The idea that people may cluelessly mess around in the BIOS and render the machine unbootable is not a particularly sensible basis to argue about the configurability of AHCI mode. It is always going to be possible to render a machine unbootable via changing the BIOS configuration. A BIOS setup menu cannot serve its purpose if it doesn't allow you to change settings which could render the machine unbootable. (Most directly, a boot password you immediately forget.) If machine manufacturers aren't willing to offer options that may render the machine unbootable, they may as well not offer BIOS setup menus at all.
No. People buy Lenovo because many reasons, but not because of empathy... or because their friendliness to Linux.
And, by the way, you still don't get it. You're not the one to decide on behalf of Lenovo what's reasonable for them to do, unless you're their CEO. You can say this or that is reasonable, but ultimately they are the ones responsible to decide what's best for the business (I.e. for the shareholders).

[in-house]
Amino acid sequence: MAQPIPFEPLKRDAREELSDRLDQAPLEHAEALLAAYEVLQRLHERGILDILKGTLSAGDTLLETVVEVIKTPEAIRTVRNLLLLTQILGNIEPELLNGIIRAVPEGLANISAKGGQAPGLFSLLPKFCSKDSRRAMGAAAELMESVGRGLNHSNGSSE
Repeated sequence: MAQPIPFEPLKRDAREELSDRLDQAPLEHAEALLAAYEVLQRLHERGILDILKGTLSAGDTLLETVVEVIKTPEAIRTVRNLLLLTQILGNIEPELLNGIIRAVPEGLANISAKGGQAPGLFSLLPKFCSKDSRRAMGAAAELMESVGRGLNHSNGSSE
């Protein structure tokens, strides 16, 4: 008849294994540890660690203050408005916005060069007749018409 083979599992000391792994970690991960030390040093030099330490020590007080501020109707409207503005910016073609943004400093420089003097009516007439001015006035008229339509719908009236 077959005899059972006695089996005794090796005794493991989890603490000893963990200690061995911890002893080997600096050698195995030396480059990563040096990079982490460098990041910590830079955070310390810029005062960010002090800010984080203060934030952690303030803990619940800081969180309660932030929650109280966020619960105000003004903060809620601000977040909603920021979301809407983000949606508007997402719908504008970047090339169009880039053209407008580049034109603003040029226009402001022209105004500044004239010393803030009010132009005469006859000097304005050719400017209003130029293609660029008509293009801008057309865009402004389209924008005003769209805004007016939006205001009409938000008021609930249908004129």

> I don't consider "higher support costs" to be a valid pretext for trying to obstruct me from configuring my property as I please.
Nobody cares what you consider valid, unless you share opinion with a majority. That's, unfortunately, how the world works.
And actually you can run Linux on it. You just have to write the driver, or pay someone to do it. Or use an external HD, or live boot...
Ask Intel about why there's no driver. Ask Lenovo why they've used Intel hardware (this second one might be easier to answer).